How Should Sports Answer the Question That Calhoun Dismissed?

February 25, 2009

The question touched a raw nerve.  Some argue that it was out of line and out of place at a basketball press conference.  Others are stunned that a non-journalist, activist, law school student did the asking.  How dare he?  Still more wonder why UConn basketball coach Jim Calhoun lost his cool and went ballistic.


The question was essentially: Should Calhoun take a pay cut from his multi-million dollar salary as Connecticut’s highest paid government worker, while the state faces a huge budget shortfall during the nation’s worst economic crisis?

Calhoun, doing his best Bob Knight impersonation, answered by telling the “reporter”,  Ken Krayeske, to shut up, and then called him stupid.

A lot of folks in the sports world – including sports journalists – are blaming the messenger.   They say Ken Krayeske didn’t have the proper credentials and shouldn’t have been there in the first place.   Personally, I think that some reporters are angry that Krayeske showed them up, by asking a question they would never dare ask.  Calhoun argued that he brings in millions of dollars in revenue to the University of Connecticut, and won’t give “a dime back” from his salary.  And he has many supporters of this rationale, including journalists who wear the proper credentials.

So no, I don’t think the question is out of line at all.  And now that we’ve had a few days to see Calhoun’s response for ourselves and ponder even more, the reality of a what an economic downturn really means, the tide may be turning.  Yesterday, Connecticut’s governor called Calhoun’s nasty response to the question an “embarrassing display”.

The fact is Calhoun could have answered in a civil manner and acknowledged the seriousness of the times with respect and compassion.  After all Jim Calhoun is not being hurt by the economy, but many who support his team and pay for tickets and tuition are.  As a result he came off as arrogant and out-of-touch.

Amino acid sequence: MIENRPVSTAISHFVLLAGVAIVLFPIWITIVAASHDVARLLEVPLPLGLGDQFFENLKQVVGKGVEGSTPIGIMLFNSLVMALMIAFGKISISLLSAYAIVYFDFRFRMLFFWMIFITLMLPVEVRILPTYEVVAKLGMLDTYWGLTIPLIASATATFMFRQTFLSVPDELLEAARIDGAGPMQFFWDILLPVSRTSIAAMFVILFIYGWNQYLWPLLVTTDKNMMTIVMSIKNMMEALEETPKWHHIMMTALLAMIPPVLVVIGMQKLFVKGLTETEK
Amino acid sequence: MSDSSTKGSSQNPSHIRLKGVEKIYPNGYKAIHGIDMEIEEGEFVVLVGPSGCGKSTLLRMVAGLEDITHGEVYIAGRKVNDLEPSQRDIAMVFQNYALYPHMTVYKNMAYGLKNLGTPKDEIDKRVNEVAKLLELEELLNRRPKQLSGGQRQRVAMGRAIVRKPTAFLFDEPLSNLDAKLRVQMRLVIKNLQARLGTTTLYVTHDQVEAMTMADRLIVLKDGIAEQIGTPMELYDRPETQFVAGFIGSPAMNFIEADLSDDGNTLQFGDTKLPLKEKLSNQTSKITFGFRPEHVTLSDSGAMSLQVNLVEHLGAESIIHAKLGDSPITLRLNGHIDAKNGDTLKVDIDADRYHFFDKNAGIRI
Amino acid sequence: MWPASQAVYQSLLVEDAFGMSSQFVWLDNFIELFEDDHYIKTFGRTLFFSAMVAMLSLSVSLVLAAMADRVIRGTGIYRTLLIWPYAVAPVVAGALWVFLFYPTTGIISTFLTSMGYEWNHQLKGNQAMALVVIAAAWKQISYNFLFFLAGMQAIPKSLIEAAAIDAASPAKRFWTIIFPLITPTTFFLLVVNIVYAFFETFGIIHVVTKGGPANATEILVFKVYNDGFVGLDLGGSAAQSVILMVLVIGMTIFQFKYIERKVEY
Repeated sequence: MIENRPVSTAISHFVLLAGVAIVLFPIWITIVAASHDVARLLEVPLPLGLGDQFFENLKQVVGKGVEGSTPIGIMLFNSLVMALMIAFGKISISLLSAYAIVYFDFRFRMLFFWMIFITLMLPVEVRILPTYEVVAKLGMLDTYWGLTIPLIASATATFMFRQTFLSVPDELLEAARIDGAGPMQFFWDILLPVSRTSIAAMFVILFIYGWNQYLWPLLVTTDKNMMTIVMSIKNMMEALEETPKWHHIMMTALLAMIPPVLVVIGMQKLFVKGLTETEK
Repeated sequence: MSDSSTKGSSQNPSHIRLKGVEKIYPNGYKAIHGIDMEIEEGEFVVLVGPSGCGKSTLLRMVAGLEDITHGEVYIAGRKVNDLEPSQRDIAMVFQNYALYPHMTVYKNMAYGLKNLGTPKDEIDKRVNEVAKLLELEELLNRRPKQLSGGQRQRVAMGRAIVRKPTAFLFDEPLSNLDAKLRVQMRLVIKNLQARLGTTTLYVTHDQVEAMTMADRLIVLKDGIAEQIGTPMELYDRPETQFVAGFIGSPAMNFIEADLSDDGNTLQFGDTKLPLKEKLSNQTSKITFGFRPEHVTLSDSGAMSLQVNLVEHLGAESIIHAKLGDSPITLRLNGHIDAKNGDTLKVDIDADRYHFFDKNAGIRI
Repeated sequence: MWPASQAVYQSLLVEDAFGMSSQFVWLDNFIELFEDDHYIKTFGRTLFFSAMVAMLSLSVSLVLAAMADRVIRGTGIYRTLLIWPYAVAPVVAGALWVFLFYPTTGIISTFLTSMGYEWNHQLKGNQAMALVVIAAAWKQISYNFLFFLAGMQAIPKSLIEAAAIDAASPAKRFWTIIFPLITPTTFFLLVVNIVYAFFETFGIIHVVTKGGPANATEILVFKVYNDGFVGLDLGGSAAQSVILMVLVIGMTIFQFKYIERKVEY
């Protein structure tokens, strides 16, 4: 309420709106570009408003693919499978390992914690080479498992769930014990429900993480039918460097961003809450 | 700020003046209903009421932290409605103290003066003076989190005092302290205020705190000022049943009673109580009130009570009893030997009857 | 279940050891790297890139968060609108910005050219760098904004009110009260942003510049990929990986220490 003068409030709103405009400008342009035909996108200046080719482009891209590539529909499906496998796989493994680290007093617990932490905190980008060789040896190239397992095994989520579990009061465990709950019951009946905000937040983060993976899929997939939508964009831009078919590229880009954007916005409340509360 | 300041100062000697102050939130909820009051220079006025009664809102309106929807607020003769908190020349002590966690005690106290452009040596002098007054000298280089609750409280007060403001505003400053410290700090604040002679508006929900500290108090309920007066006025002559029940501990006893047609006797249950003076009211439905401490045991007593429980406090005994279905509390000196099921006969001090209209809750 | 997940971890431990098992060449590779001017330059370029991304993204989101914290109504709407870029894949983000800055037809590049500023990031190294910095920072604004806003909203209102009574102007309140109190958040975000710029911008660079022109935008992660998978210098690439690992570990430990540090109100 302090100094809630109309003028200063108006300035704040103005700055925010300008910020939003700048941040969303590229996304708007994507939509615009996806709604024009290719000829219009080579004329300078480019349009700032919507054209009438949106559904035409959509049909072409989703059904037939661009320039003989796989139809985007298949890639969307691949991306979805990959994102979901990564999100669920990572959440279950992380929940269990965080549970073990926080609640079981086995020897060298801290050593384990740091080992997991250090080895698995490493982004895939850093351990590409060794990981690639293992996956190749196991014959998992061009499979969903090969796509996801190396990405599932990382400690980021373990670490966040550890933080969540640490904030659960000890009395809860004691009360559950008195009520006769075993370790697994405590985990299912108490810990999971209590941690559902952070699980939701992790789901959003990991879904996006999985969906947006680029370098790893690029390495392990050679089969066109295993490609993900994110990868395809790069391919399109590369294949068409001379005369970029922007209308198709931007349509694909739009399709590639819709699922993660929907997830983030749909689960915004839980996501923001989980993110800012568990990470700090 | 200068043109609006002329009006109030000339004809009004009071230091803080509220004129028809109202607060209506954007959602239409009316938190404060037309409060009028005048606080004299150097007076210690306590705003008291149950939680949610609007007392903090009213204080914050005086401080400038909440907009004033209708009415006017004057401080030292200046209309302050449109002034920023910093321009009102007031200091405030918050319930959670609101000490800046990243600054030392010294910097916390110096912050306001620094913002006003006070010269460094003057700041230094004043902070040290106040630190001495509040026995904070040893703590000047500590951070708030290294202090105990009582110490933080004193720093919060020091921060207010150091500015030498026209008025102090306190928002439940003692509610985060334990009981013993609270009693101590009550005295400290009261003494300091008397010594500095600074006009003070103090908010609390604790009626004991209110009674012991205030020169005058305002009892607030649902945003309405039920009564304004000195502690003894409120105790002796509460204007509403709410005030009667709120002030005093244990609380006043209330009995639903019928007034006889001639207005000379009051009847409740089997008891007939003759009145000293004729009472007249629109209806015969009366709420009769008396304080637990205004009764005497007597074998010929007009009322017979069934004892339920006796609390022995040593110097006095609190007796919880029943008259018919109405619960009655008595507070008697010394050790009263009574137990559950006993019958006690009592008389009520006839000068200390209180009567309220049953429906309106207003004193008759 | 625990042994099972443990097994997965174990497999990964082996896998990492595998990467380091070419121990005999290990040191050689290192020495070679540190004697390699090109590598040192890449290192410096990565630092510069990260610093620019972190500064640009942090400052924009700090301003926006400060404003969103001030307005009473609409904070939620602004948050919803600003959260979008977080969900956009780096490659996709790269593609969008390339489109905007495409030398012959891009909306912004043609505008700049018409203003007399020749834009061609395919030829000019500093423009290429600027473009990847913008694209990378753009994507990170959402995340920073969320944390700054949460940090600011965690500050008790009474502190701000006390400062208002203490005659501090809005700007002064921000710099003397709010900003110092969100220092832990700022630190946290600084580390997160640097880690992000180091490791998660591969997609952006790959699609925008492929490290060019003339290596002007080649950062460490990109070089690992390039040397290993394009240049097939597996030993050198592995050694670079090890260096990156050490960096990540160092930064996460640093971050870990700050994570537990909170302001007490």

One thing for certain – the question will be asked again.  Maybe not to Calhoun, but to others in the sports universe.  Maybe it will be phrased like this: What are you willing to sacrifice while millions lose their jobs and others struggle to pay their mortgages?  How will those sports figures respond?  The global economic crisis now has Greg Norman suggesting that golfers take a cut in prize money.

Yes, sports are important, and they offer much needed diversions, escapes from sometimes harsh realities. Sports stars play a significant role in improving the quality of our lives.  But now its time for them to consider how they can do even more.   Sometimes more means taking less.


Frantic February

February 22, 2009


20087710932Frantic February is the time of year when college basketball teams start making their closing arguments for selection to the NCAA Tournament.  For sheer unpredictability, chaos, nail biting and whining there is nothing like the weeks leading up to March Madness.  

Every year it seems there is a surprising Cinderella.  The unexpected team from nowhere that makes a tantalizing trip through its conference, to the Sweet 16 and sometimes even the Final Four.   Each season a breakout star captures our imagination.  Sometimes its a guy with no shot at the NBA, but with everything it takes to lead his team to a college title.  Further you can count on several top coaches coyly downplaying their talented teams’ prospects, while we also hear others whine about an unfair selection process that kept their schools at home.  But that’s what makes this party great and this time of year incomparable.  

And its already beginning.  In the last week alone, number one U-Conn, which showcases pterodactyl-like center Hasheem Thabeet, gets manhandled by super aggressive Pittsburgh.   Oklahoma, which was poised to take over number one, gets knocked off by Texas when player of the year favorite Blake Griffin suffers a concussion.  And super talented number 3 ranked North Carolina, led by 3-time All America, Tyler Hansbrough is stunned by the over-achieving Terrapins from the University of Maryland.  This is a Maryland team that still might not make it to the NCAA tournament.  But at least now Maryland can make an argument.  That’s how it goes in February as the conference tournaments loom and March Madness beckons.  This is the point in the season when teams often make their most lasting impressions – for better and sometimes for worse.   

Let me close by making this admission – I’m an NBA guy.  I prefer the high quality, skilled basketball that the big boys in the “Association” play.   Still during the final weeks of February and the Madness of March – college basketball always earns my attention.  Unlike the NBA, everything is on the line each and every game.  And just one letdown means its over.  That’s what makes college basketball unique and Frantic February special.